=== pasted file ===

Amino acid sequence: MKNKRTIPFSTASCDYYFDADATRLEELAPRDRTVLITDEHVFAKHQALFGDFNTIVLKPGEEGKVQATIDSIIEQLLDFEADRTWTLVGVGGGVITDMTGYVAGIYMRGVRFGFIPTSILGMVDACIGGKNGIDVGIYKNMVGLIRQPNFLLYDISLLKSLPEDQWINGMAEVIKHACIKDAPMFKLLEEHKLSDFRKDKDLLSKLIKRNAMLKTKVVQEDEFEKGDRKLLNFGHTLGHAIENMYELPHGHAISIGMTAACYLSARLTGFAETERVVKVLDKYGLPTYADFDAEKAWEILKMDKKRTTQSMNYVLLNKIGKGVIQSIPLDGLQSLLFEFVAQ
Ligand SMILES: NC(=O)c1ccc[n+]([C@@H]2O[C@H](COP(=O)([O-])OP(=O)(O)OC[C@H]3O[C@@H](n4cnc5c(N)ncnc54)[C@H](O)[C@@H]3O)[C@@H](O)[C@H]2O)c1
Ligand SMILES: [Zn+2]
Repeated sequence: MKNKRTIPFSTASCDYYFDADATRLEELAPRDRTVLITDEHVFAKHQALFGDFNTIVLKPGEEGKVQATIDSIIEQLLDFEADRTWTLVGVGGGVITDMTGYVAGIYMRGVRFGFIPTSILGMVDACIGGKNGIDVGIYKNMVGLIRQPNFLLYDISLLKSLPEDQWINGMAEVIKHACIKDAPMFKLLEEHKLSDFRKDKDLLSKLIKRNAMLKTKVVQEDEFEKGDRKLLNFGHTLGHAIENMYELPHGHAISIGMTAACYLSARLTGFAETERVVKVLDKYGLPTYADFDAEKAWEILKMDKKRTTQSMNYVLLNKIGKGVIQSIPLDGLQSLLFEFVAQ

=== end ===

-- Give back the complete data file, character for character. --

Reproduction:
Amino acid sequence: MKNKRTIPFSTASCDYYFDADATRLEELAPRDRTVLITDEHVFAKHQALFGDFNTIVLKPGEEGKVQATIDSIIEQLLDFEADRTWTLVGVGGGVITDMTGYVAGIYMRGVRFGFIPTSILGMVDACIGGKNGIDVGIYKNMVGLIRQPNFLLYDISLLKSLPEDQWINGMAEVIKHACIKDAPMFKLLEEHKLSDFRKDKDLLSKLIKRNAMLKTKVVQEDEFEKGDRKLLNFGHTLGHAIENMYELPHGHAISIGMTAACYLSARLTGFAETERVVKVLDKYGLPTYADFDAEKAWEILKMDKKRTTQSMNYVLLNKIGKGVIQSIPLDGLQSLLFEFVAQ
Ligand SMILES: NC(=O)c1ccc[n+]([C@@H]2O[C@H](COP(=O)([O-])OP(=O)(O)OC[C@H]3O[C@@H](n4cnc5c(N)ncnc54)[C@H](O)[C@@H]3O)[C@@H](O)[C@H]2O)c1
Ligand SMILES: [Zn+2]
Repeated sequence: MKNKRTIPFSTASCDYYFDADATRLEELAPRDRTVLITDEHVFAKHQALFGDFNTIVLKPGEEGKVQATIDSIIEQLLDFEADRTWTLVGVGGGVITDMTGYVAGIYMRGVRFGFIPTSILGMVDACIGGKNGIDVGIYKNMVGLIRQPNFLLYDISLLKSLPEDQWINGMAEVIKHACIKDAPMFKLLEEHKLSDFRKDKDLLSKLIKRNAMLKTKVVQEDEFEKGDRKLLNFGHTLGHAIENMYELPHGHAISIGMTAACYLSARLTGFAETERVVKVLDKYGLPTYADFDAEKAWEILKMDKKRTTQSMNYVLLNKIGKGVIQSIPLDGLQSLLFEFVAQ